by Pascal Jacob
When the illusion is performed almost immediately and literally before the eyes of the spectators, the wonder becomes more than ever unbelievable. This complicit proximity is the essential hallmark of close-up, a technique that can be translated as "in close-up" or, more evocatively, by the term of close-up magic. It is an art of dexterity that is practiced in three main ways: making balls disappear and travel, transforming coins or shuffling cards.
Conjurers and prestidigitators, like those described by the Greek Alciphron in the 2nd century, anchor the practice in the history of societies. Card manipulation has been equated with gambling since the 16th century.
Coins and banknotes are an essential part of daily life and the symbolic echo for the spectator is extremely effective. In referring to the notion of Zauberwirkung, Karl Marx does not hesitate to describe the "magic effect" of money on those who use it. This is probably why the tricks with coins also fascinate the audience. Making gold or silver coins appear responds to the old obsession of alchemists and the magician, by allegorically materialising his dreams of fortune, inevitably resonates with the dreams of the audience.
A combination of astonishment, amazement, and the cultivation of the close proximity of the impossible, the term close-up, became popular at the end of the 1920s, but the genre has existed for two millennia.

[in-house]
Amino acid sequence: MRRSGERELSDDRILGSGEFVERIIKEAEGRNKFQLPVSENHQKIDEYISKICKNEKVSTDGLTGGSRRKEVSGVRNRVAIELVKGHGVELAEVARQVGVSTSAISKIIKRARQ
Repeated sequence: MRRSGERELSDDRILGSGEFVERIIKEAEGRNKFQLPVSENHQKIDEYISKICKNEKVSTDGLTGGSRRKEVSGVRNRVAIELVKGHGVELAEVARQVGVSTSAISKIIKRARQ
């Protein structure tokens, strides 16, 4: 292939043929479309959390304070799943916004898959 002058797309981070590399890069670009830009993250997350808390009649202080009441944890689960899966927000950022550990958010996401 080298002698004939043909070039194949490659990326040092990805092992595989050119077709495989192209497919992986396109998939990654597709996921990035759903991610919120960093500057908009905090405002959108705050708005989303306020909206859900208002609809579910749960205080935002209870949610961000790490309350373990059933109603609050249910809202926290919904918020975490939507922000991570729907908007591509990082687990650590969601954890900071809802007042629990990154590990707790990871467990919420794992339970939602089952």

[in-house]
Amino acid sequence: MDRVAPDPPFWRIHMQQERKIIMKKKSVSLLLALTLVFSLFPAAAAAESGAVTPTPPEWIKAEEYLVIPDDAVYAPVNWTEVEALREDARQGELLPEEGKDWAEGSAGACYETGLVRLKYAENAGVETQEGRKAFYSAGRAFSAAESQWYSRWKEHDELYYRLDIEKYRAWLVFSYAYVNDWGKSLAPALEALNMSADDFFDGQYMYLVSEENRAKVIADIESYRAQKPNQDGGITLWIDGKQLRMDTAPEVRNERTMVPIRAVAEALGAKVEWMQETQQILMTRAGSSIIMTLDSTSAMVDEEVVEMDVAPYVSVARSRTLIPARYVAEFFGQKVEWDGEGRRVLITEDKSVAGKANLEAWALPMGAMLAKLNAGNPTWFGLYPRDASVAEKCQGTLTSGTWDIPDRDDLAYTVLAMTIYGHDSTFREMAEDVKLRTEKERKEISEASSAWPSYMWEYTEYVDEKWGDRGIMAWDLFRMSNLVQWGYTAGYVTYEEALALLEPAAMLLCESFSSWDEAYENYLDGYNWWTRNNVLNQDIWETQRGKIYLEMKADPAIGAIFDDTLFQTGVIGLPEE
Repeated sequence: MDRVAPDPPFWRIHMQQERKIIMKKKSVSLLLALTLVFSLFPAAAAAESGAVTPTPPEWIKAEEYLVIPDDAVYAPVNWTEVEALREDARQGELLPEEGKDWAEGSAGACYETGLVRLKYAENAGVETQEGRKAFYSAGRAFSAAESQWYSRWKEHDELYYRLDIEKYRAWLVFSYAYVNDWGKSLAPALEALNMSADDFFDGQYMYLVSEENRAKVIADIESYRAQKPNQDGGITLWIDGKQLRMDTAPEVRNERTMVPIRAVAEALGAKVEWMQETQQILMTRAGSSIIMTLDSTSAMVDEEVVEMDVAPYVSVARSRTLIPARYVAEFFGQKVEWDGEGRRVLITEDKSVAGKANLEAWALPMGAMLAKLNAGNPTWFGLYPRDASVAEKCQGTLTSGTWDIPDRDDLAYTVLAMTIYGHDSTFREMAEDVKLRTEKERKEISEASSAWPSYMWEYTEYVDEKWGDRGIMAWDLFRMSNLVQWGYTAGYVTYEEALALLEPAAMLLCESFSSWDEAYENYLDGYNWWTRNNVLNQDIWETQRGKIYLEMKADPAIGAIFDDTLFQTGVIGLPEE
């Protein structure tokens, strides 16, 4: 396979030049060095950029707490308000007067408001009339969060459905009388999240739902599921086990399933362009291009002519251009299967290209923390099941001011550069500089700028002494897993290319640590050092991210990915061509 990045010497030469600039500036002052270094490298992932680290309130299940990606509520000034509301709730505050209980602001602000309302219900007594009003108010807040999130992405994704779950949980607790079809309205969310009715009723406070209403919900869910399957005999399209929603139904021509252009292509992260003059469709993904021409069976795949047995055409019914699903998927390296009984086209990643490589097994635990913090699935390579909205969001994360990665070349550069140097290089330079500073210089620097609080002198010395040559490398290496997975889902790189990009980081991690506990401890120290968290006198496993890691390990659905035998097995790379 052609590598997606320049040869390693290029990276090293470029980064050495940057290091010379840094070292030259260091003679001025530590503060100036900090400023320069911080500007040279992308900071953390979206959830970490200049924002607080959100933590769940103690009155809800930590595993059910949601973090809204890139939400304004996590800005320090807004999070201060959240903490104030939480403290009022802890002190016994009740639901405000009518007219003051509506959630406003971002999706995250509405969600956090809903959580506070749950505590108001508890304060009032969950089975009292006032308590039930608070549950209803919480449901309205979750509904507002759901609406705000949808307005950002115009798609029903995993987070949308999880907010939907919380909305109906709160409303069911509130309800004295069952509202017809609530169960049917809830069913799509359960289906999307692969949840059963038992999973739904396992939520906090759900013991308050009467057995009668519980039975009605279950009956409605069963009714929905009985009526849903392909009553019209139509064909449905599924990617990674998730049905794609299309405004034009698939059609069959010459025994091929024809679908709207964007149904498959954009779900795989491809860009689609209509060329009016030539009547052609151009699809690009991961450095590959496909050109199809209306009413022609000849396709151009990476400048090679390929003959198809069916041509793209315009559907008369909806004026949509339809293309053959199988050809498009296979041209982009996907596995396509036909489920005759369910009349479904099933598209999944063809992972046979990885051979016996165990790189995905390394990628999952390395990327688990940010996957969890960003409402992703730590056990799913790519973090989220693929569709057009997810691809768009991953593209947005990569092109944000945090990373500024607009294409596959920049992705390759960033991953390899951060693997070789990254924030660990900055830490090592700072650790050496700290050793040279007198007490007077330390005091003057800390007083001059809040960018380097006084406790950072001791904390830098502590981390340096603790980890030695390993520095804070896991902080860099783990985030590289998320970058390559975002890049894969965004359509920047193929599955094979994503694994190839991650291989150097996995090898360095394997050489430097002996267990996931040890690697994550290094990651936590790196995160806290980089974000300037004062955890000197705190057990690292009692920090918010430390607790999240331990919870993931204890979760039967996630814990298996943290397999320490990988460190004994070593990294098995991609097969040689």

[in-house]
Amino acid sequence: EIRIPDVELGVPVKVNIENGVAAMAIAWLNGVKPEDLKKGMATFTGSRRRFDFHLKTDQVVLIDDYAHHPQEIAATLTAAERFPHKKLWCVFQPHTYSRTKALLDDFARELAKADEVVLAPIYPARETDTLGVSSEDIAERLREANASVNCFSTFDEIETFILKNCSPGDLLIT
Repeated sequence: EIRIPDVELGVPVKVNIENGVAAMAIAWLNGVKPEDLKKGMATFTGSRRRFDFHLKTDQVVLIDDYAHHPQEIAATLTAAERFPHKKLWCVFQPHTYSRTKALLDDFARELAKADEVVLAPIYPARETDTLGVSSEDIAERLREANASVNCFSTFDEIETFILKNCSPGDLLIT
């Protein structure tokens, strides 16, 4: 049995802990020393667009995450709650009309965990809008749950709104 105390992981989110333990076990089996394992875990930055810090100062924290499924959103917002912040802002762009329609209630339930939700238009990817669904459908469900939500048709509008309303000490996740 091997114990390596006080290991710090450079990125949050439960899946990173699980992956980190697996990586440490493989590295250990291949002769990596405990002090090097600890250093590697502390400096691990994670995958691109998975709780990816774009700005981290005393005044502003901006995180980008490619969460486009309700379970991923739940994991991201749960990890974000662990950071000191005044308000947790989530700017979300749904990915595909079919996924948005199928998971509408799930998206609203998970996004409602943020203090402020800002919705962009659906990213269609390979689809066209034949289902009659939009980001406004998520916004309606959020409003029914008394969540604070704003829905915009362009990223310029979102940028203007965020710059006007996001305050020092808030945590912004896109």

The essential thing for the magician is to capture the spectator's imagination in a few seconds, in particular by focusing on small everyday objects that have no magical connotation. The use of spoons, safety pins or rings, for example, makes everyday life a pretext for entertainment. This is what practitioners today refer to as micro magic.
Close-up is a multifaceted discipline that has been offered over the centuries in the street, at the fair, in the physics firm, in the parlour or in the palace. Princes and kings, from Charles V to Rudolph II, like to surround themselves with prestidigitators, sometimes also alchemists. With Giuseppe Pinetti at the end of the 18th century, the discipline spread to the theatre and the cabaret but also, later, to television sets and... the circus.